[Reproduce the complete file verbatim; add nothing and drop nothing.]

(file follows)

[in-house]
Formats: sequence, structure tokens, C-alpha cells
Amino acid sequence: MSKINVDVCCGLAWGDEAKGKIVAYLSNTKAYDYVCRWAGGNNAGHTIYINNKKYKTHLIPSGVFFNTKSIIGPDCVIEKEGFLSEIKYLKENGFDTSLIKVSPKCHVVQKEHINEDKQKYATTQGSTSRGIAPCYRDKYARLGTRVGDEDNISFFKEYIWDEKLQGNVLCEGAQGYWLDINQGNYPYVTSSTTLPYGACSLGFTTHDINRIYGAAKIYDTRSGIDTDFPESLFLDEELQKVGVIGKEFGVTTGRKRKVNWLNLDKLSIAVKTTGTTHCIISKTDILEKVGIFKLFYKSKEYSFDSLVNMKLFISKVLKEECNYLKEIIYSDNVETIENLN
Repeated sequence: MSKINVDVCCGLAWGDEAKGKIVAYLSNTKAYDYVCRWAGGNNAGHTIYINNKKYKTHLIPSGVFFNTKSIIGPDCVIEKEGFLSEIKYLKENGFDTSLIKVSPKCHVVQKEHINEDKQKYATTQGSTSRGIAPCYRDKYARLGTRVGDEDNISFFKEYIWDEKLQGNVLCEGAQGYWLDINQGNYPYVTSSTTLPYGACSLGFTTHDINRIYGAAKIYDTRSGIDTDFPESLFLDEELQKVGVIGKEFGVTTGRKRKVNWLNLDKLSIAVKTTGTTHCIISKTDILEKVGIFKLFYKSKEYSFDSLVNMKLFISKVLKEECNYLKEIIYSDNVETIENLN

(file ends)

[in-house]
Formats: sequence, structure tokens, C-alpha cells
Amino acid sequence: MSKINVDVCCGLAWGDEAKGKIVAYLSNTKAYDYVCRWAGGNNAGHTIYINNKKYKTHLIPSGVFFNTKSIIGPDCVIEKEGFLSEIKYLKENGFDTSLIKVSPKCHVVQKEHINEDKQKYATTQGSTSRGIAPCYRDKYARLGTRVGDEDNISFFKEYIWDEKLQGNVLCEGAQGYWLDINQGNYPYVTSSTTLPYGACSLGFTTHDINRIYGAAKIYDTRSGIDTDFPESLFLDEELQKVGVIGKEFGVTTGRKRKVNWLNLDKLSIAVKTTGTTHCIISKTDILEKVGIFKLFYKSKEYSFDSLVNMKLFISKVLKEECNYLKEIIYSDNVETIENLN
Repeated sequence: MSKINVDVCCGLAWGDEAKGKIVAYLSNTKAYDYVCRWAGGNNAGHTIYINNKKYKTHLIPSGVFFNTKSIIGPDCVIEKEGFLSEIKYLKENGFDTSLIKVSPKCHVVQKEHINEDKQKYATTQGSTSRGIAPCYRDKYARLGTRVGDEDNISFFKEYIWDEKLQGNVLCEGAQGYWLDINQGNYPYVTSSTTLPYGACSLGFTTHDINRIYGAAKIYDTRSGIDTDFPESLFLDEELQKVGVIGKEFGVTTGRKRKVNWLNLDKLSIAVKTTGTTHCIISKTDILEKVGIFKLFYKSKEYSFDSLVNMKLFISKVLKEECNYLKEIIYSDNVETIENLN